a metal terminal box having an opening in a wall thereof, said terminal extremities extending through said opening and into said box,
said foot means being welded to said terminal box to seal the opening therein,
three feet extending radially beyond said fins and equally spaced apart, each foot having an outer surface abutting the inner surface of said casing to maintain said heat-radiating member centrally disposed within said casing and with said finsout of engagement with said casing inner surface, each foot being connected to said casing,
a pair of metal angles extending longitudinally on opposite sides of said casing, and bolts extending through apertures in said angles and said casing and threaded into tapped holes in respective ones of two of said feet, and
mounting means connected to respective angles, for mounting said electric heater on a support.
2. The construction according to claim 1 wherein said mounting means is in the form of a mounting bracket comprising a pair of members welded to respective angles.
3. The construction according to claim 1 wherein said mounting means comprises a pair of metal straps on opposite sides of said casing and extending tangentially thereof, each strap being apertured for passage of said bolts and held to saidcasing by said bolts.
4. An electric heater, particularly adapted to heat air in hazardous areas, comprising:
a tubular, sheet-metal casing,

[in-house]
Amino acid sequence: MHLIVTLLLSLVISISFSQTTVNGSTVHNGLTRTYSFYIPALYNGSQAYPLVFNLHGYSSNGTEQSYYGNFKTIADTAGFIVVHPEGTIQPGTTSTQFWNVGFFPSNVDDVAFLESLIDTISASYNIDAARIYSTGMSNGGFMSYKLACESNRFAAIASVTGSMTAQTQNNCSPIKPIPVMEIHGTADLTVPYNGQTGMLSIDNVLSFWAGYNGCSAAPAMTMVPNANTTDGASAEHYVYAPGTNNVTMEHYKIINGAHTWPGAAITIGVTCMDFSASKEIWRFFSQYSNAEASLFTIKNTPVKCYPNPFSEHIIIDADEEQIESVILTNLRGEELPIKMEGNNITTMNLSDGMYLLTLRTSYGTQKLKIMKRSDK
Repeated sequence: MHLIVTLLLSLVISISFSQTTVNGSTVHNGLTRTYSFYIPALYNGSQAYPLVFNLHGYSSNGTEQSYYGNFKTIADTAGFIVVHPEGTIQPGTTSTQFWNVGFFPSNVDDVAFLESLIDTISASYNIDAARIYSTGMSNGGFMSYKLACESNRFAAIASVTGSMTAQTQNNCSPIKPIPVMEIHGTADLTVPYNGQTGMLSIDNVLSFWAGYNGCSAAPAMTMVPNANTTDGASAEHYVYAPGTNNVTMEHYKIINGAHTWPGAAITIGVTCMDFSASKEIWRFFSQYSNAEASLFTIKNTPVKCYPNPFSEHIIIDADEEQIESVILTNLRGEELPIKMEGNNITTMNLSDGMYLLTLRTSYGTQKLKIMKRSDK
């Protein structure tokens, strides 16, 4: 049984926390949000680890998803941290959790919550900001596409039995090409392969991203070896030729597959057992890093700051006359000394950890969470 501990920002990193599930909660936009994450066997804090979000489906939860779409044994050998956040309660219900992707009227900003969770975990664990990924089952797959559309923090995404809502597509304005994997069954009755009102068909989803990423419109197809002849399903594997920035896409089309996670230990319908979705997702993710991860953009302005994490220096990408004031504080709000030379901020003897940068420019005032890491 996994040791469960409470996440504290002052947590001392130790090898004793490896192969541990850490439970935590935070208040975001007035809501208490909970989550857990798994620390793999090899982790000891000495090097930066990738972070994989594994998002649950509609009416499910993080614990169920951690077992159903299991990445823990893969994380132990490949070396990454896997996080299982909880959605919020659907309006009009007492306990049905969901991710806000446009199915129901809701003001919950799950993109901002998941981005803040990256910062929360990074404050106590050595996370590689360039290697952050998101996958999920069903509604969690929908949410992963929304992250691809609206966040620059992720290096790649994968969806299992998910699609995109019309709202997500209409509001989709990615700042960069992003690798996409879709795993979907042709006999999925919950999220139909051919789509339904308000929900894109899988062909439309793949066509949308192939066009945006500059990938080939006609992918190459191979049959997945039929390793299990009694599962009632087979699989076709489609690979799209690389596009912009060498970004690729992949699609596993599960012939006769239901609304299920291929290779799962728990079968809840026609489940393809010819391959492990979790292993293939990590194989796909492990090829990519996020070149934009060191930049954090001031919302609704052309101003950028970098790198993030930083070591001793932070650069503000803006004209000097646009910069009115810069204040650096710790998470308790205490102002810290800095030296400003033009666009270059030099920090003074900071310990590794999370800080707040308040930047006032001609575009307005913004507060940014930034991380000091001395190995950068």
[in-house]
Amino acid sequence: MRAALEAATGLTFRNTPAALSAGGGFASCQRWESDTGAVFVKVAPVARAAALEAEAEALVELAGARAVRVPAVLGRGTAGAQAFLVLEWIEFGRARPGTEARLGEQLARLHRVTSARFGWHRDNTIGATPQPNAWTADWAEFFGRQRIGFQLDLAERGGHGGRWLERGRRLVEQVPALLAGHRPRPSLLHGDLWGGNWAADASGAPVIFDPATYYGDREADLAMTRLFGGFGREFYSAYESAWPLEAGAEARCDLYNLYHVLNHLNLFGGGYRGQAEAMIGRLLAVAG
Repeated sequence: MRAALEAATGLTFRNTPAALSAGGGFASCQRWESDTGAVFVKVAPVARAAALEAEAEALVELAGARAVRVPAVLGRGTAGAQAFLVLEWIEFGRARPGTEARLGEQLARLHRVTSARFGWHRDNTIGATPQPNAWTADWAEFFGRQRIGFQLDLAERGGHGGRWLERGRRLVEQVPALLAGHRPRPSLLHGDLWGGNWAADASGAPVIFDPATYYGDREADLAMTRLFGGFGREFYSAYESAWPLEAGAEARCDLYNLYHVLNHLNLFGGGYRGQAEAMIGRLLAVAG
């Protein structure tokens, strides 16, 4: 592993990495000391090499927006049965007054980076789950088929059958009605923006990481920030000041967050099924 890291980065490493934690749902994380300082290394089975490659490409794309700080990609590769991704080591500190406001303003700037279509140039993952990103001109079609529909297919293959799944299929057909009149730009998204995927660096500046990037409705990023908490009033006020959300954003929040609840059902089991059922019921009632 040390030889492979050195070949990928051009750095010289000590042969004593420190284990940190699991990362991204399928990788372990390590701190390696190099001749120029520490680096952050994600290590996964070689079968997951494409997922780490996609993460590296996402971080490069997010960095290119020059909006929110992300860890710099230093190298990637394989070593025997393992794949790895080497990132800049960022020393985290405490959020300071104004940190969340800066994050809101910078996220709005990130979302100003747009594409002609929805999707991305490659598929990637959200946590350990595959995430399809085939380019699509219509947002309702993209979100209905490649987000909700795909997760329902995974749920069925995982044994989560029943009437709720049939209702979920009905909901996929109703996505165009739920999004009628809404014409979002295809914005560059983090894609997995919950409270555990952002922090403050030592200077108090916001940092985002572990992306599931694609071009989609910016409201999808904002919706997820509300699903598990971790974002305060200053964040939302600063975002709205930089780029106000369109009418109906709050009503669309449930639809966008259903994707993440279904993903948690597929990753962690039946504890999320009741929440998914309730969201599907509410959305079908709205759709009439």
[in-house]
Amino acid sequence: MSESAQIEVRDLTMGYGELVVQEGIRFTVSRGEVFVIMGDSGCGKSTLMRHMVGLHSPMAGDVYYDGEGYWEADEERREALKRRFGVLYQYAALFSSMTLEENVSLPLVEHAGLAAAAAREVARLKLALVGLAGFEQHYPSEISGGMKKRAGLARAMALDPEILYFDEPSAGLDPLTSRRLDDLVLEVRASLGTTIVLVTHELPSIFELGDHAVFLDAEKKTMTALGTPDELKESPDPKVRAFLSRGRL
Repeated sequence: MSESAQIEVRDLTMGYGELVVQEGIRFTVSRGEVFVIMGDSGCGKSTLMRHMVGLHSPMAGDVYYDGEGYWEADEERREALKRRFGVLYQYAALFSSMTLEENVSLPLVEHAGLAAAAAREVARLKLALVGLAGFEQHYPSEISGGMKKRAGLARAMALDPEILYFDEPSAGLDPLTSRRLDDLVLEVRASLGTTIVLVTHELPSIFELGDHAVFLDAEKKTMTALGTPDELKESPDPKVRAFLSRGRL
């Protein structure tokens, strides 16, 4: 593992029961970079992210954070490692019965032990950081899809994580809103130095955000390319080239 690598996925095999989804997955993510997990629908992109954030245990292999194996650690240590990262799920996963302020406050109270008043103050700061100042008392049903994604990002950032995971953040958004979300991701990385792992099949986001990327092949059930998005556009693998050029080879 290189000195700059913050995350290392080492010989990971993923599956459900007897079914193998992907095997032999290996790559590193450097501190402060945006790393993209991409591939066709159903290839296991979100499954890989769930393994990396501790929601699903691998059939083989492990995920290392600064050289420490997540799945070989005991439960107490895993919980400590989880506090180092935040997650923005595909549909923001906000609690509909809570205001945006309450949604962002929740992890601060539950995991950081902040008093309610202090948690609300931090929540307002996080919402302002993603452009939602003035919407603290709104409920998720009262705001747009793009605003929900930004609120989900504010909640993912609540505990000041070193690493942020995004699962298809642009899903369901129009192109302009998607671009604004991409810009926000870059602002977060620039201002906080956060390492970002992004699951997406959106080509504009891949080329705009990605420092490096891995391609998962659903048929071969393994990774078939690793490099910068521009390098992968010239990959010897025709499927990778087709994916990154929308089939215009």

a motor-driven fan for moving air axially through said casing,
a plurality of heat-radiating members disposed within said casing, each in position crosswise of the latter, each of said members being in the form of a metal casting and having an electric heat-generating element embedded therein,
each of said radiating members having an annular central hub and a plurality of integral fins extending radially thereof, said fins on each radiating member being wider than the central hub to overhang the latter in a direction axially of saidcasing,
said radiating members being serially arranged axially of said casing, and abutment means in the form of flat-faced bosses on certain of said fins for interabutment to predetermine the serial spacing of said radiating members,
a pair of legs integral with and extending radially of each of said central hubs and having integral foot means at the ends thereof, the terminal ends of said heat generating element being embedded within respective legs and having terminalextremities extending outwardly from said legs and said foot means,